In the following discussion, an example environment is first described that is operable to perform process reflection techniques. Example procedures are then described that may be employed in the example environment, as well as in other environments. Although these techniques are described as employed within an example computing environment in the following discussion, it should be readily apparent that these techniques may be incorporated within a variety of environments without departing from the spirit and scope thereof.
Processors are not limited by the materials from which they are formed or the processing mechanisms employed therein. For example, processors may be comprised of semiconductor(s) and/or transistors (e.g., electronic integrated circuits (ICs)). In such a context, processor-executable instructions may be electronically-executable instructions. The one or more processors 104 may perform single threaded and multi-threaded operations. Additionally, although a single memory 106 is shown for the computing device 102, a wide variety of types and combinations of computer readable memories may be employed including volatile and non-volatile memory and/or storage media. For example, computer readable memories/media may include but are not limited to random access memory (RAM), hard disk memory, read only memory (ROM), flash memory, video memory, removable medium memory, and other types of computer-readable memories/media that are typically associated with a computing device 102 to store data, executable instructions, and the like.
The computing device 102 is further illustrated as including an operating system 108 and a variety of applications 110. The one or more processors 104 may retrieve and execute computer-program instructions from applications 110 to provide a wide range of functionality to the computing device 102, including but not limited to office productivity, email, media management, printing, networking, web-browsing, and so forth. A variety of program data related to the applications 110 is contemplated, examples of which include office documents, multimedia files, emails, data files, web pages, user profile and/or preference data, and so forth.
Computing device 102 may also include various interfaces 112 through which applications 110 may interact with the operating system 108, common resources, dynamic link libraries (DLLs), networks resources (content and services), and so forth. Interfaces 112 may include a network interface through which application 110 may engage in various network interactions over a network (not shown) accessible to the computing device 102. Interfaces 112 may also include one or more application programming interfaces (APIs) providing core tools and functions that may be used to take advantage of the functionality of the operating system 108. Generally, APIs are interfaces 112 that various applications 110 may call to take advantage of various tools, resources, features, services and so forth provided via the operating system 108. A variety of other examples are also contemplated.
An application 110, when executed, may utilize one or more interfaces 112 to interact with the operating system 108 and/or resources of the computing device 102, such as processor 104, memory 106, common resources, DLLs, network interface, peripheral devices, and so forth. An executed instance of an application 110 may be referred to as a process 114. Process 114 depicted in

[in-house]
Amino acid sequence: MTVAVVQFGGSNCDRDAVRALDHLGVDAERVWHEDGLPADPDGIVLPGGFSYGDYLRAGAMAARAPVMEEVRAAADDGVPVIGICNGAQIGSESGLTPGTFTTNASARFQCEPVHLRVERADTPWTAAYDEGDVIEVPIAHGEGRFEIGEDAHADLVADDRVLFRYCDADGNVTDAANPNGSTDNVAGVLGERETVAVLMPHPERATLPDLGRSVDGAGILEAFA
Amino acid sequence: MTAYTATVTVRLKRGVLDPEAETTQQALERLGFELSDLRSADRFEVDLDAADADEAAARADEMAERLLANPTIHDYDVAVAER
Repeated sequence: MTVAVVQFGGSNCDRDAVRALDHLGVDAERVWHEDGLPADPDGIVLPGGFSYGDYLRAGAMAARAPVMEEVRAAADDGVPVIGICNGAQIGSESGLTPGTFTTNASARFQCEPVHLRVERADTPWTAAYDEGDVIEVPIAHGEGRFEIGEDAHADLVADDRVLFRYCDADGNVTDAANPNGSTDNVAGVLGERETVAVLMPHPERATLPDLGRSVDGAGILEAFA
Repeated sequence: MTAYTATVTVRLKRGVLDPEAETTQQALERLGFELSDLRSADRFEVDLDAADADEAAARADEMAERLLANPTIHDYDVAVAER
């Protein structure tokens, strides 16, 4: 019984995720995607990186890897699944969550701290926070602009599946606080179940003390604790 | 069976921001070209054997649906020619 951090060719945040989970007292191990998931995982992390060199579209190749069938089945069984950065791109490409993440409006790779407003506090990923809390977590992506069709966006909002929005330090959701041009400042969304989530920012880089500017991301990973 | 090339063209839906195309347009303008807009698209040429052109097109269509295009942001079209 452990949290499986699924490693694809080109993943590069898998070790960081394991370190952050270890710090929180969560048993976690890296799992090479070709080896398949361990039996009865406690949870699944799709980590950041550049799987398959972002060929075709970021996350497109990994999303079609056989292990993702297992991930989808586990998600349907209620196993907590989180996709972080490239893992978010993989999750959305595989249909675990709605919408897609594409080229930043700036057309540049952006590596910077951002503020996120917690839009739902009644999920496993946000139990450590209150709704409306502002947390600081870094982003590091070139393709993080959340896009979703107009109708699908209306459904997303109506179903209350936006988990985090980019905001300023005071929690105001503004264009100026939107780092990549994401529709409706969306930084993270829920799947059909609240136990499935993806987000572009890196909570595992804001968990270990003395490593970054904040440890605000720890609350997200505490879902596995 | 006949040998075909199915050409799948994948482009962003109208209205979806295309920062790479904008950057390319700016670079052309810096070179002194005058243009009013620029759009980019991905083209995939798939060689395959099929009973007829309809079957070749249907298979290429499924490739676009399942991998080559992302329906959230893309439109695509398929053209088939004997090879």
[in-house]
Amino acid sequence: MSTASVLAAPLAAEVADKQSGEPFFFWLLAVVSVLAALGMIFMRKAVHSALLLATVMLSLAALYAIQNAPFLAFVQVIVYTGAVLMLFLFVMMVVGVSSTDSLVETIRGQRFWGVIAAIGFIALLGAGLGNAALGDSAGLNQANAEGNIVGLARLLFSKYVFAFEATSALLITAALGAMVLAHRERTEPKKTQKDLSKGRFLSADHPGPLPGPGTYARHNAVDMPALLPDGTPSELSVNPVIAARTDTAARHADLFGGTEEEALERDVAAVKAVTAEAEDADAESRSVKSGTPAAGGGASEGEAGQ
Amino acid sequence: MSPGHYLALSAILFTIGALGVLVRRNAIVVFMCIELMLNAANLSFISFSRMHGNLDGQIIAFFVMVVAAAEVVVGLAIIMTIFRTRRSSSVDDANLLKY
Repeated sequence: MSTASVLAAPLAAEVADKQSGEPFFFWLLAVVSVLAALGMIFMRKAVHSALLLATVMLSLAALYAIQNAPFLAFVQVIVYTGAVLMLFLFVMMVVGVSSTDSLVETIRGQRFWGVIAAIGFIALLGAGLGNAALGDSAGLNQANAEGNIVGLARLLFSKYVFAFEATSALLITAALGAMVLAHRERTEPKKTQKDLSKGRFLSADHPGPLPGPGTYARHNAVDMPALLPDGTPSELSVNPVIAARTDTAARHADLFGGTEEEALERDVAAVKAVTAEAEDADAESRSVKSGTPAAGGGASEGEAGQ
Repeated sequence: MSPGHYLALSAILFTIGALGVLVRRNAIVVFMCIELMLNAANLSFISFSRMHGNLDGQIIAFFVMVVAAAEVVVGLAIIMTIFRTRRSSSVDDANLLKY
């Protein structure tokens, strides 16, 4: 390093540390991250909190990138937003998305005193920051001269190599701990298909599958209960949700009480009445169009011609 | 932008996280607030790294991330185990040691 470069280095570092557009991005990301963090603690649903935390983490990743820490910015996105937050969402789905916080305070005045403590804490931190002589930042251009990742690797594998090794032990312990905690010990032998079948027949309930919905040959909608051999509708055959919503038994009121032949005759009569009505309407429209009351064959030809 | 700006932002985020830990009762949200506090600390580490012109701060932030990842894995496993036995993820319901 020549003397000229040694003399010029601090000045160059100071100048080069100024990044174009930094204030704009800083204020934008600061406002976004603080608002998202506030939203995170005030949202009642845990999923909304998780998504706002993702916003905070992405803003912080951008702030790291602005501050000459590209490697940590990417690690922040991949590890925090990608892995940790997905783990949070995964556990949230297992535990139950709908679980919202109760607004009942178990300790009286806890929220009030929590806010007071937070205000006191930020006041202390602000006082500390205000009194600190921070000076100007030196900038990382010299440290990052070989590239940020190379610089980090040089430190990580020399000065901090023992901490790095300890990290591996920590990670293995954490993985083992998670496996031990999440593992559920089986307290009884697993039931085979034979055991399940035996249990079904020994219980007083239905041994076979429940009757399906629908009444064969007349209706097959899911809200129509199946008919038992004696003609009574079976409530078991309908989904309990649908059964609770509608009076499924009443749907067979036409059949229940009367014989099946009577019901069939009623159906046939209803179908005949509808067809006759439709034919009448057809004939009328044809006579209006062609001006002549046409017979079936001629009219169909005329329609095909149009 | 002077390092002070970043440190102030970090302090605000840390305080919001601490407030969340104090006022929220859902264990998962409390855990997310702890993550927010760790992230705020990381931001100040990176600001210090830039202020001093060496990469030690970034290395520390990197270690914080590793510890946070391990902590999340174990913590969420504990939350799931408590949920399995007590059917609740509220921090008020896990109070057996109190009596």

For instance, operating system 108 may allocate memory 106 for a process, load program instructions to the allocated space in memory 106, and assign a process identifier (PID). Operating system 108 also manages multiple processes 114, such as scheduling sequential processing of program instructions for the multiple processes on one or more processors 104. By way of example and not limitation, a process 114 may consist of a process identifier (PID), memory allocation and addressing, an instance of executable program instructions for the corresponding application 110, process registers, a process counter, and so forth. Multiple processes 114 may be derived from the same application 110.
Sometimes, applications 110 and processes 114 experience problems. For instance, a process 114 may “hang up”, memory leaks may occur, heap errors may occur, and so forth. Traditional techniques to detect, analyze, and debug such errors may involve suspension of the process 114. This may be quite disruptive to a user who is unable to interact with the suspended process 114 during the duration of the analysis, which may last several minutes, hours, or even days for some processes 114.
Process reflection techniques are described herein. For instance, the computing device 102 is further illustrated as including a reflection module 116 that is representative of functionality operable to create a reflected process 118 corresponding to a process 114. Reflection module 116 may be storable in memory 106 and executable via the processor 104. In an implementation, reflection module 116 may interact with one or more interfaces 112 to cause creation of a reflected process 118 through the operating system 108.